Regardless of what you are doing in your business or personal life, finding ways to be more productive and get more done with the time you do have is always helpful.
After all, there are only 24 hours in the day, and I wouldn’t personally recommend cutting out from the 5-8 hours of sleep you should be getting – at least not on a regular basis.
So, I’m going to give you a little tip that I learned that I think will drastically improve the amount and the quality of work you do.
It’s all about commitment.
Now, there are some semantics involved here, so try not to take it so literally.
The main difference between trying and doing is the end result which is caused by action.
If you tell yourself, “I’m going to try to work on that project today” you are leaving yourself an out because you are not completely committing. This way, if you end up spending too much time doing useless stuff and don’t get around to working on the projects you wanted to, you have a mental ‘out’.
On the other hand, telling yourself “I’m going to actually do work on that project today” you hold yourself accountable for that action.
Now, this doesn’t mean that replacing try with do is going to guarantee you will finish projects, as you still have to be at least somewhat motivated in the first place, but incorporate this mindset and see how much more work you actually get done.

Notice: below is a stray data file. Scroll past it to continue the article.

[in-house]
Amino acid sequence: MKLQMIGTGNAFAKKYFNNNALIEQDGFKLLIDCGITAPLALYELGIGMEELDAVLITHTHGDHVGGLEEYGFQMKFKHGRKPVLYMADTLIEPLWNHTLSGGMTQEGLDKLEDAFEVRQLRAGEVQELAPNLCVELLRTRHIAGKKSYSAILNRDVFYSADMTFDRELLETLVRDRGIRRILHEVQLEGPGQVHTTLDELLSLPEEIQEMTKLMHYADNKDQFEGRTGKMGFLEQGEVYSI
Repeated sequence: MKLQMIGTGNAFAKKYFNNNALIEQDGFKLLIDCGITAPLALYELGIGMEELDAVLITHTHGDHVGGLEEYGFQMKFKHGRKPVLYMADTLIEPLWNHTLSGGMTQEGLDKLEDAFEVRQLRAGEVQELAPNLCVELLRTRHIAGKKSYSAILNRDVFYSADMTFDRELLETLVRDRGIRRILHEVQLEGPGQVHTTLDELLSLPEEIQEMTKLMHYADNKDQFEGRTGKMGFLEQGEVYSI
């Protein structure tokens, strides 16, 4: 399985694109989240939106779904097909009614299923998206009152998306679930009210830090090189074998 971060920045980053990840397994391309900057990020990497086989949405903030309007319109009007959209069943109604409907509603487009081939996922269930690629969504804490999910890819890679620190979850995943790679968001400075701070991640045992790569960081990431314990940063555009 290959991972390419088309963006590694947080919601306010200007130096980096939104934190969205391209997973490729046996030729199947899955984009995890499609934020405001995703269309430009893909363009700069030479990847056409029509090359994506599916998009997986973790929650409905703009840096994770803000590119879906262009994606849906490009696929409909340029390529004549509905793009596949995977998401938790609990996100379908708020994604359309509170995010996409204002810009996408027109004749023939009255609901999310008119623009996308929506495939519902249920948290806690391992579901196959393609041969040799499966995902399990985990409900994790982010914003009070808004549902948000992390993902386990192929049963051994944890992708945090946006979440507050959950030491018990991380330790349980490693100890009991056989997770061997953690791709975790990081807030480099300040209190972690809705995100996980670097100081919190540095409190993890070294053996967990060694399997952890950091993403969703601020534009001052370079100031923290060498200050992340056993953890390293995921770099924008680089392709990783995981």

Hold yourself accountable and stick to your commitment, even if that commitment is just spending an hour surfing your favorite sites doing “research” for dating ads.
Practical Examples of ‘Doing’
Having the mindset is one thing, but being able to directly relate to Internet marketing is something completely different.
How exactly does this mindset relate to Internet marketing?
1. Start building – This is mainly an issue when marketers are starting, but it has happened to me after taking breaks and I’m sure it has happened to other marketers as well. The feeling of “wtf do I do now, I feel like I haven’t worked on XYZ in forever and with these new changes, I’m lost” is definitely not foreign. Part of the problem is that there are nearly limitless places where you can buy traffic from, it’s impossible to master every single one, especially as a one-person operation.
The solution? Start doing something.
2. Fear of failure – While this ‘plague’ typically affects beginners, worrying about whether or not a certain campaign/image/headline/niche/whatever will work causes what I like to call “campaign paralysis.” However, if you properly manage your budgets and can mitigate your losses (if any), the worst thing that happens by taking action on something uncertain is an investment into your knowledge-bank and some understanding of what to do in the future.
Look at your ‘failed’ campaigns as more of an investment of your time and money than a ‘waste’ – unless of course you literally throw money at a problem and hope to fix it.
3. Split testing – Another HUGE mistake by beginner and veteran marketers alike. While having a 50% ROI doing some volume is nice, there is almost always room for growth. The primary reasons people fail to split test, and again, I have been guilty of this too, is complacency of the current revenue/profit levels, or the “if it isn’t broken, don’t fix it” mindset.
Either way, split testing almost always results in a higher bottom line, and I like how that sounds.
Try to start holding yourself accountable and planning to ‘do’ stuff rather than ‘try’ it and see how it affects how much work you do and your work quality.